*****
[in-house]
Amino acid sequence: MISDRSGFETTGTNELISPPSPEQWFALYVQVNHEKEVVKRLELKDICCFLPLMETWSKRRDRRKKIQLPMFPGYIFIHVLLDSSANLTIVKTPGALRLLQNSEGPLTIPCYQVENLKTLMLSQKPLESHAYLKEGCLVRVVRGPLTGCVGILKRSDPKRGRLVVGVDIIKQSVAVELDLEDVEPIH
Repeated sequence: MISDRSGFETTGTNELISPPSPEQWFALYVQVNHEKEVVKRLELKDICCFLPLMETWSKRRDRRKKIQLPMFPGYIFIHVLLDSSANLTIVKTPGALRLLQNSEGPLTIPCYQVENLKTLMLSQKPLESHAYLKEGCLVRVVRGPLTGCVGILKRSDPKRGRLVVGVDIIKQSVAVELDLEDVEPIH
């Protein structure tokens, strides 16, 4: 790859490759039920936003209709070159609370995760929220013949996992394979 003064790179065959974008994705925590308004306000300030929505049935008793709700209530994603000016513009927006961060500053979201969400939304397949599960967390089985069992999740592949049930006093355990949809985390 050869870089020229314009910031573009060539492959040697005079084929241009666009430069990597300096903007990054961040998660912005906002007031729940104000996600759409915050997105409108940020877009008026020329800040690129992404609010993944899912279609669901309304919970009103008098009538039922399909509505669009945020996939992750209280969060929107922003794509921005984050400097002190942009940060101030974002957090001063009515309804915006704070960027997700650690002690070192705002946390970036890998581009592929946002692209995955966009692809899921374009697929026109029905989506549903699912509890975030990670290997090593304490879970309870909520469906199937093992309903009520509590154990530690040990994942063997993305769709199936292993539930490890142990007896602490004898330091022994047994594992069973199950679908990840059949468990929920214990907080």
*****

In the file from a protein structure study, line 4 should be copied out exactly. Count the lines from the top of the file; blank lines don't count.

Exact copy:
């Protein structure tokens, strides 16, 4: 790859490759039920936003209709070159609370995760929220013949996992394979 003064790179065959974008994705925590308004306000300030929505049935008793709700209530994603000016513009927006961060500053979201969400939304397949599960967390089985069992999740592949049930006093355990949809985390 050869870089020229314009910031573009060539492959040697005079084929241009666009430069990597300096903007990054961040998660912005906002007031729940104000996600759409915050997105409108940020877009008026020329800040690129992404609010993944899912279609669901309304919970009103008098009538039922399909509505669009945020996939992750209280969060929107922003794509921005984050400097002190942009940060101030974002957090001063009515309804915006704070960027997700650690002690070192705002946390970036890998581009592929946002692209995955966009692809899921374009697929026109029905989506549903699912509890975030990670290997090593304490879970309870909520469906199937093992309903009520509590154990530690040990994942063997993305769709199936292993539930490890142990007896602490004898330091022994047994594992069973199950679908990840059949468990929920214990907080």